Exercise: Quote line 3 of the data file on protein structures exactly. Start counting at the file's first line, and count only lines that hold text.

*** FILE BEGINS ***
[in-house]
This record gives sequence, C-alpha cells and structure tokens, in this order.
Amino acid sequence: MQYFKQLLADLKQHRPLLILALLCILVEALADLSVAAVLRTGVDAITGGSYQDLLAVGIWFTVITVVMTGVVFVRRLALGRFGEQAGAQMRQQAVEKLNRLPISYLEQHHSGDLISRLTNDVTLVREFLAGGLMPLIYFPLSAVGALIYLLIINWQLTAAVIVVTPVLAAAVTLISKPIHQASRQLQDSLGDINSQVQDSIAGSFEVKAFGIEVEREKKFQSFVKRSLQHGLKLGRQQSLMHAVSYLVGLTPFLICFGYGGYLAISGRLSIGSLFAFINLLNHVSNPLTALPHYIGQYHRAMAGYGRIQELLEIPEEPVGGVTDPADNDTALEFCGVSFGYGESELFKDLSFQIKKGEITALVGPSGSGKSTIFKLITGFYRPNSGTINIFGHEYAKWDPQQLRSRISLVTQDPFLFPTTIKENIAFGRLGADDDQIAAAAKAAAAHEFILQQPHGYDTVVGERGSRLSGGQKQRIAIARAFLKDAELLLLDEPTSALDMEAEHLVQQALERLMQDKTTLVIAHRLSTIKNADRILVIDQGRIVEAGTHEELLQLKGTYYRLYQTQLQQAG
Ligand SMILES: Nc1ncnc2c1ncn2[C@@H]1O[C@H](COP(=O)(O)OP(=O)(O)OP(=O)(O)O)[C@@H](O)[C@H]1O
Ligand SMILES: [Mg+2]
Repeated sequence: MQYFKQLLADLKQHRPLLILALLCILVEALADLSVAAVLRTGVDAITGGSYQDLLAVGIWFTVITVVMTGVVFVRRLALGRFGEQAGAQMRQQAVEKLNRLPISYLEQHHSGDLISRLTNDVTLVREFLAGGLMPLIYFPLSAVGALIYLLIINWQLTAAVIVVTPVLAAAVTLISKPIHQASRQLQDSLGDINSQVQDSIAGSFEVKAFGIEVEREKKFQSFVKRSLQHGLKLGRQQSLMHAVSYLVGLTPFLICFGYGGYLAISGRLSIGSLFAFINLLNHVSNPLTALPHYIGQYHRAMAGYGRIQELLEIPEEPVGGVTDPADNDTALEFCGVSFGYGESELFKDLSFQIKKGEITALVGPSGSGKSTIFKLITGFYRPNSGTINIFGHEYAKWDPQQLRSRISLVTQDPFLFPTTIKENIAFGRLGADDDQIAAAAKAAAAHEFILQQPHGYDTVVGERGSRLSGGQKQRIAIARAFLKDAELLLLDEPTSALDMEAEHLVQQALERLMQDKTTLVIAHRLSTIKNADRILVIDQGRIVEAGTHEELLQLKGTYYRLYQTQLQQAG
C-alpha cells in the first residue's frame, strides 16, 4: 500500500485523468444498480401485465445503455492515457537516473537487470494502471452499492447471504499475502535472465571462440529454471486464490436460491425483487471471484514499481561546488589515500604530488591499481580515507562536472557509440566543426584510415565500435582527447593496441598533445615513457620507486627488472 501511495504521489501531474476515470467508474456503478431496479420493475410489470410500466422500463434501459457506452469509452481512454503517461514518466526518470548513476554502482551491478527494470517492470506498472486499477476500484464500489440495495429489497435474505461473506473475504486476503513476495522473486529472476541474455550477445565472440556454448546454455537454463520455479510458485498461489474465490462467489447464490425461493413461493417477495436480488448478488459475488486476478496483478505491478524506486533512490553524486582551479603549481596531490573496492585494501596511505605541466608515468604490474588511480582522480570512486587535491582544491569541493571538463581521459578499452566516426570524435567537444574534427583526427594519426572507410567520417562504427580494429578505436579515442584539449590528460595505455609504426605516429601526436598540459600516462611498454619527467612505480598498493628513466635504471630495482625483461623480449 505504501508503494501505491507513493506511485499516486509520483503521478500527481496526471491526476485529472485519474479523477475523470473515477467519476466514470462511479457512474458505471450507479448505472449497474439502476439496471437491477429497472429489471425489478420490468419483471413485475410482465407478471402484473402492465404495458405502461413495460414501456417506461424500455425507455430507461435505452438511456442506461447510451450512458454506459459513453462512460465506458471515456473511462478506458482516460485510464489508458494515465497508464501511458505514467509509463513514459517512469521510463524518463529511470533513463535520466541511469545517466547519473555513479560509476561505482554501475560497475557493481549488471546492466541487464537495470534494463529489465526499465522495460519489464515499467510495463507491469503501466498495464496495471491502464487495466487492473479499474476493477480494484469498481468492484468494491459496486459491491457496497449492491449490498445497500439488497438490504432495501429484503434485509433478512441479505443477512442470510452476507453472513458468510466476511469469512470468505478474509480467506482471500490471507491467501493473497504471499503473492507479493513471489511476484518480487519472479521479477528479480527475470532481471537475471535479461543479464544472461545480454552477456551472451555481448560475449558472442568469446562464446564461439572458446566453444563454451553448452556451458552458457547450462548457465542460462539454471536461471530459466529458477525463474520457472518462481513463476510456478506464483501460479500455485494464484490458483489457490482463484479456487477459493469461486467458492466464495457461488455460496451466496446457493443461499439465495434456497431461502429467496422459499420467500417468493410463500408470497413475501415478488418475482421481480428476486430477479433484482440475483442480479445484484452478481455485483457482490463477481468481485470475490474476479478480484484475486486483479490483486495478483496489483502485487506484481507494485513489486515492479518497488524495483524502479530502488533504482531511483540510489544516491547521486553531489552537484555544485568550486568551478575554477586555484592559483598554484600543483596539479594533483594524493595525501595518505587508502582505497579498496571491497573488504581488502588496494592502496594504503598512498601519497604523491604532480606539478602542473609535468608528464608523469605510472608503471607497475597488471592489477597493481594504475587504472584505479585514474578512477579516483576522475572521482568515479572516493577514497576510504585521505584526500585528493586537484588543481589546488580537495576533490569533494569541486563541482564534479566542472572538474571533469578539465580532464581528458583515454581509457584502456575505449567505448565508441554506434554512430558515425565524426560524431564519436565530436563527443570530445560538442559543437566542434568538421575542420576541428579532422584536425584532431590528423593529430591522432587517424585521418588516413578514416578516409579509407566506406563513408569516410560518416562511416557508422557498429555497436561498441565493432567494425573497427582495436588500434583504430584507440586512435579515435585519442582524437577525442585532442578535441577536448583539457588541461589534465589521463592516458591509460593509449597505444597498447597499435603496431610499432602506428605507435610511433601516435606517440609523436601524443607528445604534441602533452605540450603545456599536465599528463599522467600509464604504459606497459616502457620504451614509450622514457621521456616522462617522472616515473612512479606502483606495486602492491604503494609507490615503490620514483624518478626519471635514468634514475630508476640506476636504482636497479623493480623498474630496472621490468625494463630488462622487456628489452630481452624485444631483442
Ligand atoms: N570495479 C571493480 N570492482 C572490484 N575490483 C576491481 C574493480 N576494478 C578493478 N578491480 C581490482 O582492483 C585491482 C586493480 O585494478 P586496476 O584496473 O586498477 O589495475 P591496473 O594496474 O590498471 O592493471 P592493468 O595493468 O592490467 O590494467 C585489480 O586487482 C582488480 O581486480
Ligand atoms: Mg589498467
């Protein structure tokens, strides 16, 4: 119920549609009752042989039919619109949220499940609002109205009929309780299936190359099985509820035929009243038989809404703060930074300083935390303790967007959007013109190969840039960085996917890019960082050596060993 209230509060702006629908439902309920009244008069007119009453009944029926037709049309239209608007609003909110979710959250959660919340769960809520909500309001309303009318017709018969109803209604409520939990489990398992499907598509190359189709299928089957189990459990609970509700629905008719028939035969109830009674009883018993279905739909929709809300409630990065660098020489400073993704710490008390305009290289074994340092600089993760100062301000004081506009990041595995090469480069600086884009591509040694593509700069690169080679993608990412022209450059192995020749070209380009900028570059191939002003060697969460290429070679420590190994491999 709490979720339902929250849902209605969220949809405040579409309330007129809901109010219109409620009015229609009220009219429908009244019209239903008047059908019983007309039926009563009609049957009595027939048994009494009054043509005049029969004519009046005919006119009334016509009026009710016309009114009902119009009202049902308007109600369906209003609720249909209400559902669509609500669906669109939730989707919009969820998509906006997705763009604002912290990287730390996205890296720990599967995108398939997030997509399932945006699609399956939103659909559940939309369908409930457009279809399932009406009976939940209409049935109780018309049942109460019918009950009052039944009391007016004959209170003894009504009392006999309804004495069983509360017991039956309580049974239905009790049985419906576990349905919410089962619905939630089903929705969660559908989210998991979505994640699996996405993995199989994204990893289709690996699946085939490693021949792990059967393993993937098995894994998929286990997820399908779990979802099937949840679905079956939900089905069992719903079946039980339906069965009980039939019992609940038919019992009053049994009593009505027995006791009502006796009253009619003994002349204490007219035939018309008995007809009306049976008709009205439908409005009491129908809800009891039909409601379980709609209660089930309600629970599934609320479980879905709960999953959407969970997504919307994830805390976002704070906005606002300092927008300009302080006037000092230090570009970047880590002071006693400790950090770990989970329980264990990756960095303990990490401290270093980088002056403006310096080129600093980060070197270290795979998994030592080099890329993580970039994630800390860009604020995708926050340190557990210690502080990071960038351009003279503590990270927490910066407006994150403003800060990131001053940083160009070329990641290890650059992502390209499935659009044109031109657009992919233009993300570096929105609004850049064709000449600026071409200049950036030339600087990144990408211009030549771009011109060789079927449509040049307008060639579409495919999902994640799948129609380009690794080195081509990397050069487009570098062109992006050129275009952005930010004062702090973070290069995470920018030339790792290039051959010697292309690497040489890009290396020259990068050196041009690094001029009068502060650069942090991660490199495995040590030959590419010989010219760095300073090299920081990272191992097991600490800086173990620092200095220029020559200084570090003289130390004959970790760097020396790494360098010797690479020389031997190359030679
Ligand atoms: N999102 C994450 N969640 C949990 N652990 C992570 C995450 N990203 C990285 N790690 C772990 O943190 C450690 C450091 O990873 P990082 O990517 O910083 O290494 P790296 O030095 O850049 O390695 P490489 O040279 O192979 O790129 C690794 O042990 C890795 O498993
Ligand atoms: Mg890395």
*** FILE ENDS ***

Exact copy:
Amino acid sequence: MQYFKQLLADLKQHRPLLILALLCILVEALADLSVAAVLRTGVDAITGGSYQDLLAVGIWFTVITVVMTGVVFVRRLALGRFGEQAGAQMRQQAVEKLNRLPISYLEQHHSGDLISRLTNDVTLVREFLAGGLMPLIYFPLSAVGALIYLLIINWQLTAAVIVVTPVLAAAVTLISKPIHQASRQLQDSLGDINSQVQDSIAGSFEVKAFGIEVEREKKFQSFVKRSLQHGLKLGRQQSLMHAVSYLVGLTPFLICFGYGGYLAISGRLSIGSLFAFINLLNHVSNPLTALPHYIGQYHRAMAGYGRIQELLEIPEEPVGGVTDPADNDTALEFCGVSFGYGESELFKDLSFQIKKGEITALVGPSGSGKSTIFKLITGFYRPNSGTINIFGHEYAKWDPQQLRSRISLVTQDPFLFPTTIKENIAFGRLGADDDQIAAAAKAAAAHEFILQQPHGYDTVVGERGSRLSGGQKQRIAIARAFLKDAELLLLDEPTSALDMEAEHLVQQALERLMQDKTTLVIAHRLSTIKNADRILVIDQGRIVEAGTHEELLQLKGTYYRLYQTQLQQAG